Lakeshore Drive is Penticton’s most iconic and most visited street. Part of the draw is how beautiful and stately the heritage homes are on the block. (Google Maps)
Lakeshore Drive is Penticton’s most iconic and most visited street. Part of the draw is how beautiful and stately the heritage homes are on the block. (Google Maps)

Lakeshore Drive is Penticton’s most iconic and most visited street. Part of the draw is how beautiful and stately the heritage homes are on the block. (Google Maps) Lakeshore Drive is Penticton’s most iconic and most visited street. Part of the draw is how beautiful and stately the heritage homes are on the block. (Google Maps)

‘Made right here’: Penticton’s heritage on display

The city is teaming up with the Penticton Museum to increase public awareness of heritage buildings

The City of Penticton is teaming up with the local museum to ensure that more people are aware of where the city’s oldest and most historic buildings are located.

An upcoming two-phase project plans on increasing public awareness of the city’s heritage properties, starting with an exhibit at the Penticton Museum titled “Made Right Here, Penticton’s Built Heritage.” The exhibit is currently available for viewing and will be open until the fall.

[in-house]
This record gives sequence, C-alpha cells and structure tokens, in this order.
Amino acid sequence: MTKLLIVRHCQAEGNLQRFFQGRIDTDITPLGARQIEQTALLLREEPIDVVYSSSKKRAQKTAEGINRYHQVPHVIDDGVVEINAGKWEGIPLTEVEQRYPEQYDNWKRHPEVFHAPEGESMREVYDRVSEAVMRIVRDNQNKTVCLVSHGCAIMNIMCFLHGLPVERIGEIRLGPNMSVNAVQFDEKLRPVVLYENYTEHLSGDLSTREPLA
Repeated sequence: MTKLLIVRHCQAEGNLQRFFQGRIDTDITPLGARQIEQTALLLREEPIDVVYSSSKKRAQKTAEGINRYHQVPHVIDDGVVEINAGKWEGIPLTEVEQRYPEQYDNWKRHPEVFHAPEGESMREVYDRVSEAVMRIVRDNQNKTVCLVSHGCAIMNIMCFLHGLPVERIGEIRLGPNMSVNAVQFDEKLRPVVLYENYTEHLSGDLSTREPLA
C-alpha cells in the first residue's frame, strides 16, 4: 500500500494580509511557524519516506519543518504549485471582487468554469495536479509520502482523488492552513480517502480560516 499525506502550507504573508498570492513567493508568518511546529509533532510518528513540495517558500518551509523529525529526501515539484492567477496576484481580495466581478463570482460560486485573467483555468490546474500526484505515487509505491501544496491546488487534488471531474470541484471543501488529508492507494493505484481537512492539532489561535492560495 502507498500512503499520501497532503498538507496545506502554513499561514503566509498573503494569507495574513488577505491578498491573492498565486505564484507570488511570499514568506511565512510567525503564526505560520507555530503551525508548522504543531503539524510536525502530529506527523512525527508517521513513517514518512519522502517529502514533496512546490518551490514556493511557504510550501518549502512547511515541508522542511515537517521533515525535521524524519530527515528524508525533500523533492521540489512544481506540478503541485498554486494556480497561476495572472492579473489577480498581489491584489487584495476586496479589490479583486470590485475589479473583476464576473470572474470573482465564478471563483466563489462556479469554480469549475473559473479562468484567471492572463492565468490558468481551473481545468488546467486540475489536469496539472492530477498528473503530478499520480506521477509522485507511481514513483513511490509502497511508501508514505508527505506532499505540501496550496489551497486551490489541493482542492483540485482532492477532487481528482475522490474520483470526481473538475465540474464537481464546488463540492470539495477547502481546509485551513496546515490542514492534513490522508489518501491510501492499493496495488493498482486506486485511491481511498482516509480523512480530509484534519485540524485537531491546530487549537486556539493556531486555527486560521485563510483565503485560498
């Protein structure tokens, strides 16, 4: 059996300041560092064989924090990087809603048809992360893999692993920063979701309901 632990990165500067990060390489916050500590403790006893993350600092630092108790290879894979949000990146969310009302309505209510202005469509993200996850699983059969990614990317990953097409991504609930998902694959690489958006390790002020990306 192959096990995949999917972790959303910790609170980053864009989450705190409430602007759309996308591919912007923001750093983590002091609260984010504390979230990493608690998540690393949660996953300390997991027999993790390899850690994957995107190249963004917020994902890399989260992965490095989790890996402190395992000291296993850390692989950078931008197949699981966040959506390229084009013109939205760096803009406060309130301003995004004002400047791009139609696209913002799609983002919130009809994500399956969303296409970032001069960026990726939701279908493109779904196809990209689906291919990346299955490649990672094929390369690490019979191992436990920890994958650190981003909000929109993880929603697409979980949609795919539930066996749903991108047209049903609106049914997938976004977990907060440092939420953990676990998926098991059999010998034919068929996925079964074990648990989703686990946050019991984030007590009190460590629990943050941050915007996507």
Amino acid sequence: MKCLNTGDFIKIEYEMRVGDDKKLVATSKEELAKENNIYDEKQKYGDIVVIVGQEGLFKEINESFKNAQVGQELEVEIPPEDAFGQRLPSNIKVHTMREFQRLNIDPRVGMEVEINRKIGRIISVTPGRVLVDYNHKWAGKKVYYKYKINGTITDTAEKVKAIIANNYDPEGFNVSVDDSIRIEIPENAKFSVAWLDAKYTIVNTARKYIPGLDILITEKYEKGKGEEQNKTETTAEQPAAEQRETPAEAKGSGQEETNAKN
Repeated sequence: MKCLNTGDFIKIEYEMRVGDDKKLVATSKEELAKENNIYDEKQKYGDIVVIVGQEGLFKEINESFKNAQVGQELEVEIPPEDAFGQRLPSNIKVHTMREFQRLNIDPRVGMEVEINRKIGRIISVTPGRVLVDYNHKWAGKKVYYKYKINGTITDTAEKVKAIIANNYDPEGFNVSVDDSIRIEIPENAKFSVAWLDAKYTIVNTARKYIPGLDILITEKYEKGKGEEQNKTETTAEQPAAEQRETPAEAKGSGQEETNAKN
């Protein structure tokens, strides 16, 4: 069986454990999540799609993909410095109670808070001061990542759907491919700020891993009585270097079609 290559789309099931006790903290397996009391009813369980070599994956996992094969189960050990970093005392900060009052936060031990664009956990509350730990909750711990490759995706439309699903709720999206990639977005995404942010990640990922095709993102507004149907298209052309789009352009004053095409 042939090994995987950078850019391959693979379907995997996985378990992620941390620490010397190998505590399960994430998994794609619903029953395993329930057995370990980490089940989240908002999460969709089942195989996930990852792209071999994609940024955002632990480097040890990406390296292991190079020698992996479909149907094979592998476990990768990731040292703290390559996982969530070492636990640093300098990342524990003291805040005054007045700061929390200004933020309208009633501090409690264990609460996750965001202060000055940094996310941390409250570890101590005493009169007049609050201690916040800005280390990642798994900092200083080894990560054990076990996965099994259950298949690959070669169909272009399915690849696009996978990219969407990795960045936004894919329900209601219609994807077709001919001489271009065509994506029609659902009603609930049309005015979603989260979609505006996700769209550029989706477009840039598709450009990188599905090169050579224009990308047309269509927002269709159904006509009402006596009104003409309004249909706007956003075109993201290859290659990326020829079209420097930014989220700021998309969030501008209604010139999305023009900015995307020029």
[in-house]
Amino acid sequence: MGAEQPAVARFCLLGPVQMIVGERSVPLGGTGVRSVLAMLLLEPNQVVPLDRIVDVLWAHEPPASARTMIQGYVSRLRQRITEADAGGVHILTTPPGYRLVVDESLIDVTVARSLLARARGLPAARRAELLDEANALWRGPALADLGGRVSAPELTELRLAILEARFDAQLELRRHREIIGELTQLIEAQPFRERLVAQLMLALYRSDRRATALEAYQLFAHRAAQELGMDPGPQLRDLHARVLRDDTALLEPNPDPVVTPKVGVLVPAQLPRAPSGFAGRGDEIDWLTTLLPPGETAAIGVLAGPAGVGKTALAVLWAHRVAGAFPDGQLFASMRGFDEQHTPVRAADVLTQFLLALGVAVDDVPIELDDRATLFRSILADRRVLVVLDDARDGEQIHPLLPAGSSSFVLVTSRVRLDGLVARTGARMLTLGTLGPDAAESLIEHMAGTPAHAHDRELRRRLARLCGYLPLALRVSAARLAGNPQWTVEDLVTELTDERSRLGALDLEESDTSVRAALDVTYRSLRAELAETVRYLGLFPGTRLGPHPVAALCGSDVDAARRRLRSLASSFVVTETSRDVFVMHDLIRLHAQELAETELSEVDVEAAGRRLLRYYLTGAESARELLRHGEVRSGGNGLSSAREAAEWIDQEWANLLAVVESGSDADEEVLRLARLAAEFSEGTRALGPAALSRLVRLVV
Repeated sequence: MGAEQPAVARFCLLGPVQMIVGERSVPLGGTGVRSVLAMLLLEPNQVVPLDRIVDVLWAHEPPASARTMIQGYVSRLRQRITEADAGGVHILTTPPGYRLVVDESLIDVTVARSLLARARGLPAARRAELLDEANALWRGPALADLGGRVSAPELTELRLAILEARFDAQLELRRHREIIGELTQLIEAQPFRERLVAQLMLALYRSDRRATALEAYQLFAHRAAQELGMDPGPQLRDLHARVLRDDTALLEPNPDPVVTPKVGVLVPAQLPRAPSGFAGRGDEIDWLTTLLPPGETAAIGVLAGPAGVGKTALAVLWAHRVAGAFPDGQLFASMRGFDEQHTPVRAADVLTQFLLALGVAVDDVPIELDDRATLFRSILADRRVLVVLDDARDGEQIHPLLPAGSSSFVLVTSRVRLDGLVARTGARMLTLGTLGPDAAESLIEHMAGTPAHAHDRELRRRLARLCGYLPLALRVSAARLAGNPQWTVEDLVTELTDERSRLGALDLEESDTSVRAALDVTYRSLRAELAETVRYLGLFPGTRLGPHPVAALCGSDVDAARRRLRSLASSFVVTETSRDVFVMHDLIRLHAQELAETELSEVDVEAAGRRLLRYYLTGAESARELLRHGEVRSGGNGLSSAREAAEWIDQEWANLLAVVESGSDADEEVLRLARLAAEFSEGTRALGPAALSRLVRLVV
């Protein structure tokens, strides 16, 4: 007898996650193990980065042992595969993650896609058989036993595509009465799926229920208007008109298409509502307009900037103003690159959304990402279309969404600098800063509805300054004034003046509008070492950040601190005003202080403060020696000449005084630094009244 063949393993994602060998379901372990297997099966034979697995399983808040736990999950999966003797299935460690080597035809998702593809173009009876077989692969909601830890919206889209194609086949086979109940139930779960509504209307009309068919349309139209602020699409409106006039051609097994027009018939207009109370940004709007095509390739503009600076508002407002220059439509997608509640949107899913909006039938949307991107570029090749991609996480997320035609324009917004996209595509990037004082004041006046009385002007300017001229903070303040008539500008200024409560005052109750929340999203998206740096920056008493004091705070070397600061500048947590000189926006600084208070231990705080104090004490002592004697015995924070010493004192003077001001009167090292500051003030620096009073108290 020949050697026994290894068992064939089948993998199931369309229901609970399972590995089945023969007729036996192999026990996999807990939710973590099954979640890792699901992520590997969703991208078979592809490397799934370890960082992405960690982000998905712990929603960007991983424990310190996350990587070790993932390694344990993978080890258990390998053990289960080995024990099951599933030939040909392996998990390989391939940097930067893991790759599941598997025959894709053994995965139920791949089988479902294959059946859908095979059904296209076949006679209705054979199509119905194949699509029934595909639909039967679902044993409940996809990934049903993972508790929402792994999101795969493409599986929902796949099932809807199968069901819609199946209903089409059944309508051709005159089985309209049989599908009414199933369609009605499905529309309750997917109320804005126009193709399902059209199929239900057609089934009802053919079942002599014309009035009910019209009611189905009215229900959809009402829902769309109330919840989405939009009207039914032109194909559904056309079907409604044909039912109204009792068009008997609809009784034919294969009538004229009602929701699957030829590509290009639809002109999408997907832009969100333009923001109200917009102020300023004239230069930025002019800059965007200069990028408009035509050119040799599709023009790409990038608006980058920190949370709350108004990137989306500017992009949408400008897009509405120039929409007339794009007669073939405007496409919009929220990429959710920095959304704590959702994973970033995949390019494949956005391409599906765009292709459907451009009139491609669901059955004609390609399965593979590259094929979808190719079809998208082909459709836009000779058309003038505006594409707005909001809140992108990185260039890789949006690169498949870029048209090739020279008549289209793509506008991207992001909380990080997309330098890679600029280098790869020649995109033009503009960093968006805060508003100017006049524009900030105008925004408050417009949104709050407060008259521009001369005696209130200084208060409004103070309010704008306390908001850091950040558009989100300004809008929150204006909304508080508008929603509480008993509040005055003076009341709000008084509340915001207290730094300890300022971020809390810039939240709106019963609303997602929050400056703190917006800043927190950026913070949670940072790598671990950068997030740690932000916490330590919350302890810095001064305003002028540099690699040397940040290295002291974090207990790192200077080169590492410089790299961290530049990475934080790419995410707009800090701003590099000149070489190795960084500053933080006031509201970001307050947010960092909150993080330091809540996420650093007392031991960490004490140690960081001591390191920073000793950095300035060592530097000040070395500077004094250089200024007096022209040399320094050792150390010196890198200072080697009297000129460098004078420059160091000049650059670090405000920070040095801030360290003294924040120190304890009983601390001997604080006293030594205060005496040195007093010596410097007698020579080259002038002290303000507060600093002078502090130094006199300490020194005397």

This summer, however, community members can expect to see the public-awareness initiative outside of the museum’s premises.

Penticton heritage plaques will be displayed on the city’s most historic properties, with help from the museum.

“The plaques will tell the story of the various properties and speak to their architectural qualities and distinctive features,” said Dennis Oomen, the museum’s curator.

The pending initiative was mentioned by coun. Judy Sentes at the city’s meeting on May 3, though a step-by-step project has yet to be formally revealed by the city.

“The exact design has yet to be determined and the hope is that work on this part of the project will begin in mid-summer,” Oomen added.

Owners of the targeted properties do not have to comply with the city’s plan, according to the museum.

“Work will be done in full consultation with the property owners and participation will be completely voluntary,” the curator said.

Though the exact design of the plaques has yet to be determined, the city and museum are expected to reveal more information about the heritage-themed project in the coming months.

READ MORE: Penticton Museum speaker ready to unravel historical narratives


@lgllockhart
logan.lockhart@pentictonwesternnews.com

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